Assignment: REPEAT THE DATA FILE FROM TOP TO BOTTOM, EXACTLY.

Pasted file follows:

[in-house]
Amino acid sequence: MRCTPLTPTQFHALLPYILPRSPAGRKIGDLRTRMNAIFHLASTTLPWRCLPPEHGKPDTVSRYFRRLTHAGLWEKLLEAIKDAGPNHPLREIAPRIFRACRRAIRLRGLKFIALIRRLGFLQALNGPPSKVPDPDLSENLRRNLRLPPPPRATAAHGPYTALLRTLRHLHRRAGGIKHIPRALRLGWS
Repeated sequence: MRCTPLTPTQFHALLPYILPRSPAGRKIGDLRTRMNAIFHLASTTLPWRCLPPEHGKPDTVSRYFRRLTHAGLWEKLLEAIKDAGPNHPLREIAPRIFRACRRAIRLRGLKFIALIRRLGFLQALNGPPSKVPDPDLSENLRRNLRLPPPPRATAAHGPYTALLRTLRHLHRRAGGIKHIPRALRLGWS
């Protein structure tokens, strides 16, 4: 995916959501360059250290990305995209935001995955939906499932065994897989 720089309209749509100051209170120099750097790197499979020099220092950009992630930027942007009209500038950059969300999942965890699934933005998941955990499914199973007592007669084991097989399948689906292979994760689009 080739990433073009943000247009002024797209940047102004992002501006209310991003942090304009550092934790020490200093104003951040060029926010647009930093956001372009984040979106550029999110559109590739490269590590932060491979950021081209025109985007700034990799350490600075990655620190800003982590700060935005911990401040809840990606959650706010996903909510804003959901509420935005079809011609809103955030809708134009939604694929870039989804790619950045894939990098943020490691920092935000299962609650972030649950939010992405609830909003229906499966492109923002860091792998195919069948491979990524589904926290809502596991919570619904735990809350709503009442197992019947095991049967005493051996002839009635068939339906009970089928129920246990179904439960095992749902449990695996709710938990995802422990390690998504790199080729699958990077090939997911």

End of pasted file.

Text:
[in-house]
Amino acid sequence: MRCTPLTPTQFHALLPYILPRSPAGRKIGDLRTRMNAIFHLASTTLPWRCLPPEHGKPDTVSRYFRRLTHAGLWEKLLEAIKDAGPNHPLREIAPRIFRACRRAIRLRGLKFIALIRRLGFLQALNGPPSKVPDPDLSENLRRNLRLPPPPRATAAHGPYTALLRTLRHLHRRAGGIKHIPRALRLGWS
Repeated sequence: MRCTPLTPTQFHALLPYILPRSPAGRKIGDLRTRMNAIFHLASTTLPWRCLPPEHGKPDTVSRYFRRLTHAGLWEKLLEAIKDAGPNHPLREIAPRIFRACRRAIRLRGLKFIALIRRLGFLQALNGPPSKVPDPDLSENLRRNLRLPPPPRATAAHGPYTALLRTLRHLHRRAGGIKHIPRALRLGWS
């Protein structure tokens, strides 16, 4: 995916959501360059250290990305995209935001995955939906499932065994897989 720089309209749509100051209170120099750097790197499979020099220092950009992630930027942007009209500038950059969300999942965890699934933005998941955990499914199973007592007669084991097989399948689906292979994760689009 080739990433073009943000247009002024797209940047102004992002501006209310991003942090304009550092934790020490200093104003951040060029926010647009930093956001372009984040979106550029999110559109590739490269590590932060491979950021081209025109985007700034990799350490600075990655620190800003982590700060935005911990401040809840990606959650706010996903909510804003959901509420935005079809011609809103955030809708134009939604694929870039989804790619950045894939990098943020490691920092935000299962609650972030649950939010992405609830909003229906499966492109923002860091792998195919069948491979990524589904926290809502596991919570619904735990809350709503009442197992019947095991049967005493051996002839009635068939339906009970089928129920246990179904439960095992749902449990695996709710938990995802422990390690998504790199080729699958990077090939997911």